For Educators, Being ‘Always-On’ During COVID-19 Can Lead to Burnout

The director of research at the Yale Center for Emotional Intelligence wants to make sure that teachers are making time to care for themselves.

Chrissy Romano Arrabito teaches second grade at an elementary school in Hackensack, N.J., a community that has been devastated by COVID-19 in recent weeks. Her school is located a few miles outside New York City, in Bergen County, where nearly 11,000 COVID-19 cases have been confirmed.

“In talking to my students and their families, we’re finding that just about everybody’s been touched in some way by COVID-19, my family included,” Romano Arrabito said during a recent EdSurge webinar on social-emotional learning. As such, she’s “really trying to put the emotional well-being of these kids first,” she added. “We need to make sure we’re attending to our own emotional health and well-being, too, because it’s not good for any of us to be ‘on’ in that way all the time.”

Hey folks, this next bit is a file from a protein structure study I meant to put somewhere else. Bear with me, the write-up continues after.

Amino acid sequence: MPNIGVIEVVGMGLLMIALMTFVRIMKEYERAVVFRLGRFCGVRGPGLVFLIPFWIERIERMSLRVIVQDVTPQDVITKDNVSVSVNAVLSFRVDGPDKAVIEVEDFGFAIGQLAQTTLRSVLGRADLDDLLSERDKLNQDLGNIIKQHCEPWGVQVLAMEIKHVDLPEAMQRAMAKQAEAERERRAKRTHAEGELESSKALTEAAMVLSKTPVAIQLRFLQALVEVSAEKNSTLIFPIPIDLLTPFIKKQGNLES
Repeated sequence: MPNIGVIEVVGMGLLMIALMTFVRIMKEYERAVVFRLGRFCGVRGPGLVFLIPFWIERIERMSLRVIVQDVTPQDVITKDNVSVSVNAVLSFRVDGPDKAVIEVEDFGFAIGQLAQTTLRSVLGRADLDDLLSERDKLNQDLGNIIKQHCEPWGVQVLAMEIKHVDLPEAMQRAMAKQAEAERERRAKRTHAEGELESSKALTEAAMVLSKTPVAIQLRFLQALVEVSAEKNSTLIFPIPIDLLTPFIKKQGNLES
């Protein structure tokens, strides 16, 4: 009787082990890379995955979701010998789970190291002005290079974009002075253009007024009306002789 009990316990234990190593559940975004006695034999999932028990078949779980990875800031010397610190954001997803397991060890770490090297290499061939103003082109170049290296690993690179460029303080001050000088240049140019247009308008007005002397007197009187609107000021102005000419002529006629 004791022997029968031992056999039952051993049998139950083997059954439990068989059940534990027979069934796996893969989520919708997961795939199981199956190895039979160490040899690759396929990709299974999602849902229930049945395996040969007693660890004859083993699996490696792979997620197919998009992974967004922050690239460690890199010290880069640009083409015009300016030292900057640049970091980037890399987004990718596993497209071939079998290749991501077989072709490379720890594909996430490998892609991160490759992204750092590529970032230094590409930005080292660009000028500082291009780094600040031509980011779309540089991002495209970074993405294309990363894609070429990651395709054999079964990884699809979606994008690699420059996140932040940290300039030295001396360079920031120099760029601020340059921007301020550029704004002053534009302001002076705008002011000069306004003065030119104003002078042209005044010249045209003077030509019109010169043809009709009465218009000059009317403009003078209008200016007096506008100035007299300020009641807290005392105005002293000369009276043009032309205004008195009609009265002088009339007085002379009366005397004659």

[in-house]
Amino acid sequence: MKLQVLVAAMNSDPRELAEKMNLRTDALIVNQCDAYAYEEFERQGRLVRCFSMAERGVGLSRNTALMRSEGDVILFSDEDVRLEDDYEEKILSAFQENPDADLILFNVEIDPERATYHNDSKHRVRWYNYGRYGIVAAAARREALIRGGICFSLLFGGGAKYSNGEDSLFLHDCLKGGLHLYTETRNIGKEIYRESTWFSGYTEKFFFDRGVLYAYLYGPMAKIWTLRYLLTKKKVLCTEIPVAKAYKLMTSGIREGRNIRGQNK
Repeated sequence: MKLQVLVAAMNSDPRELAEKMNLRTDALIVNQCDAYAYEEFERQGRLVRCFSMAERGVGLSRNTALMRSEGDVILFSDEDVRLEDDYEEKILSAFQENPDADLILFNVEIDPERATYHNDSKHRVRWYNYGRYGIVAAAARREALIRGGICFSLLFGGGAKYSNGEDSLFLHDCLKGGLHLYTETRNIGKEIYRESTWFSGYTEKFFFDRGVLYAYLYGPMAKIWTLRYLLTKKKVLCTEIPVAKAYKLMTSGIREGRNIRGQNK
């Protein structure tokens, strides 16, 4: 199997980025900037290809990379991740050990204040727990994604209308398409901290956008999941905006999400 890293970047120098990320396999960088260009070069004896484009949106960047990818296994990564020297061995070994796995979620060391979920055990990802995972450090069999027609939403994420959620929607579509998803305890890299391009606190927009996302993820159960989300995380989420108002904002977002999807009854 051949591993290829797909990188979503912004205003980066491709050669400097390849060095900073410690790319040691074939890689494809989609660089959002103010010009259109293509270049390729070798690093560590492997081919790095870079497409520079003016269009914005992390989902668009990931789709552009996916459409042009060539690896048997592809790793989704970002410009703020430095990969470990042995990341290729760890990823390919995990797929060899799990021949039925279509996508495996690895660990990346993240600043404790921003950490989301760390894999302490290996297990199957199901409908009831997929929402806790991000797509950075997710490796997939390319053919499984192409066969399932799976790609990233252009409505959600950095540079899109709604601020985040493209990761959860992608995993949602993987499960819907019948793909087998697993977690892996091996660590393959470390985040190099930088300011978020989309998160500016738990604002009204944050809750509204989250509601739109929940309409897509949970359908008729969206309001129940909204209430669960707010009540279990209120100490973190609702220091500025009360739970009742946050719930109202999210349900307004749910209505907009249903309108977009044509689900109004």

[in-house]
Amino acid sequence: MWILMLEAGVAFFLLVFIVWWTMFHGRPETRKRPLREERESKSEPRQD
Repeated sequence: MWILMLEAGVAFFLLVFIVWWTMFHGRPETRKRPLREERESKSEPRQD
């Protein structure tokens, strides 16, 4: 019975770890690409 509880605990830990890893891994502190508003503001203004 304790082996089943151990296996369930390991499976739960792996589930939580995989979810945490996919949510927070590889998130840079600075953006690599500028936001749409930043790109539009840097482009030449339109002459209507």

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Announcing the Coalition for School Well-Being